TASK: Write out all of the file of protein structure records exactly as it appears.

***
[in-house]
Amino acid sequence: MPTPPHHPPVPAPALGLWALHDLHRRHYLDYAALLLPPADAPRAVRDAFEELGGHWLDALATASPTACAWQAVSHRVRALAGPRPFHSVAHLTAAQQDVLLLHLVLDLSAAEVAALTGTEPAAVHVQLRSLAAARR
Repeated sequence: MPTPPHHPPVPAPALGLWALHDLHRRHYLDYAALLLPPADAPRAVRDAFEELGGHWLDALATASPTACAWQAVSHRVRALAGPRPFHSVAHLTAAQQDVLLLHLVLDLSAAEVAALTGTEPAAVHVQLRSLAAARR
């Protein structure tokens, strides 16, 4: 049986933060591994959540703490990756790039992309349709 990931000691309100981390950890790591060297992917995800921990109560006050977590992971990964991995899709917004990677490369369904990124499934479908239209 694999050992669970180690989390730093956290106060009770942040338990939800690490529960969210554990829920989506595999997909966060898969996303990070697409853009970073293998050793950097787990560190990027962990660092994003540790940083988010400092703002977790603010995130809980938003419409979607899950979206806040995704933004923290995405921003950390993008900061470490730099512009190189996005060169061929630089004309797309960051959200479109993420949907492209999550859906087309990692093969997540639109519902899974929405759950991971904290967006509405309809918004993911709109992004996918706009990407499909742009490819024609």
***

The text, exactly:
[in-house]
Amino acid sequence: MPTPPHHPPVPAPALGLWALHDLHRRHYLDYAALLLPPADAPRAVRDAFEELGGHWLDALATASPTACAWQAVSHRVRALAGPRPFHSVAHLTAAQQDVLLLHLVLDLSAAEVAALTGTEPAAVHVQLRSLAAARR
Repeated sequence: MPTPPHHPPVPAPALGLWALHDLHRRHYLDYAALLLPPADAPRAVRDAFEELGGHWLDALATASPTACAWQAVSHRVRALAGPRPFHSVAHLTAAQQDVLLLHLVLDLSAAEVAALTGTEPAAVHVQLRSLAAARR
């Protein structure tokens, strides 16, 4: 049986933060591994959540703490990756790039992309349709 990931000691309100981390950890790591060297992917995800921990109560006050977590992971990964991995899709917004990677490369369904990124499934479908239209 694999050992669970180690989390730093956290106060009770942040338990939800690490529960969210554990829920989506595999997909966060898969996303990070697409853009970073293998050793950097787990560190990027962990660092994003540790940083988010400092703002977790603010995130809980938003419409979607899950979206806040995704933004923290995405921003950390993008900061470490730099512009190189996005060169061929630089004309797309960051959200479109993420949907492209999550859906087309990692093969997540639109519902899974929405759950991971904290967006509405309809918004993911709109992004996918706009990407499909742009490819024609």